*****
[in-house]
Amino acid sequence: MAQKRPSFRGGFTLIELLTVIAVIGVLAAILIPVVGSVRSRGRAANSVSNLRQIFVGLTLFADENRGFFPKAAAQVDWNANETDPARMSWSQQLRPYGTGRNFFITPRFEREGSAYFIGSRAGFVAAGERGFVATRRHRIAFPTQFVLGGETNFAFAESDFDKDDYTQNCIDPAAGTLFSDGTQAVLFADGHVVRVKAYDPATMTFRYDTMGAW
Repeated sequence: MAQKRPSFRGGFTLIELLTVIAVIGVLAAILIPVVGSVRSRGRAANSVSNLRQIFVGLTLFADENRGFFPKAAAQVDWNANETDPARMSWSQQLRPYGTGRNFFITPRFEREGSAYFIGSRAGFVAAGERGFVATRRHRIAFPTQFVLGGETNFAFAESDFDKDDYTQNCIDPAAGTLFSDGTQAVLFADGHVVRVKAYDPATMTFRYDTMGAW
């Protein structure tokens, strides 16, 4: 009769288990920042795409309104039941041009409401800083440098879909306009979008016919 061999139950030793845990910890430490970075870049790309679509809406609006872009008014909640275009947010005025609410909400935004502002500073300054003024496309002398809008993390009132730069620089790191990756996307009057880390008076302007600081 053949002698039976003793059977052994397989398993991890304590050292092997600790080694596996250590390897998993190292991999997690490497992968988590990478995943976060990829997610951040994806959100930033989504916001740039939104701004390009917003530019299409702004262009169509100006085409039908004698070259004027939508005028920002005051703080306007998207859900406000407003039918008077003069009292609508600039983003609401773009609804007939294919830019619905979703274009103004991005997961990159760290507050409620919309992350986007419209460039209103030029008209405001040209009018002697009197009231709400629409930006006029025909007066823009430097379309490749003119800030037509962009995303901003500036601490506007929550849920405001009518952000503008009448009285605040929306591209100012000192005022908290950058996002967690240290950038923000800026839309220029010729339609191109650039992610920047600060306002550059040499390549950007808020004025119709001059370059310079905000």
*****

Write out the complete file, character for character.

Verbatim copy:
[in-house]
Amino acid sequence: MAQKRPSFRGGFTLIELLTVIAVIGVLAAILIPVVGSVRSRGRAANSVSNLRQIFVGLTLFADENRGFFPKAAAQVDWNANETDPARMSWSQQLRPYGTGRNFFITPRFEREGSAYFIGSRAGFVAAGERGFVATRRHRIAFPTQFVLGGETNFAFAESDFDKDDYTQNCIDPAAGTLFSDGTQAVLFADGHVVRVKAYDPATMTFRYDTMGAW
Repeated sequence: MAQKRPSFRGGFTLIELLTVIAVIGVLAAILIPVVGSVRSRGRAANSVSNLRQIFVGLTLFADENRGFFPKAAAQVDWNANETDPARMSWSQQLRPYGTGRNFFITPRFEREGSAYFIGSRAGFVAAGERGFVATRRHRIAFPTQFVLGGETNFAFAESDFDKDDYTQNCIDPAAGTLFSDGTQAVLFADGHVVRVKAYDPATMTFRYDTMGAW
């Protein structure tokens, strides 16, 4: 009769288990920042795409309104039941041009409401800083440098879909306009979008016919 061999139950030793845990910890430490970075870049790309679509809406609006872009008014909640275009947010005025609410909400935004502002500073300054003024496309002398809008993390009132730069620089790191990756996307009057880390008076302007600081 053949002698039976003793059977052994397989398993991890304590050292092997600790080694596996250590390897998993190292991999997690490497992968988590990478995943976060990829997610951040994806959100930033989504916001740039939104701004390009917003530019299409702004262009169509100006085409039908004698070259004027939508005028920002005051703080306007998207859900406000407003039918008077003069009292609508600039983003609401773009609804007939294919830019619905979703274009103004991005997961990159760290507050409620919309992350986007419209460039209103030029008209405001040209009018002697009197009231709400629409930006006029025909007066823009430097379309490749003119800030037509962009995303901003500036601490506007929550849920405001009518952000503008009448009285605040929306591209100012000192005022908290950058996002967690240290950038923000800026839309220029010729339609191109650039992610920047600060306002550059040499390549950007808020004025119709001059370059310079905000």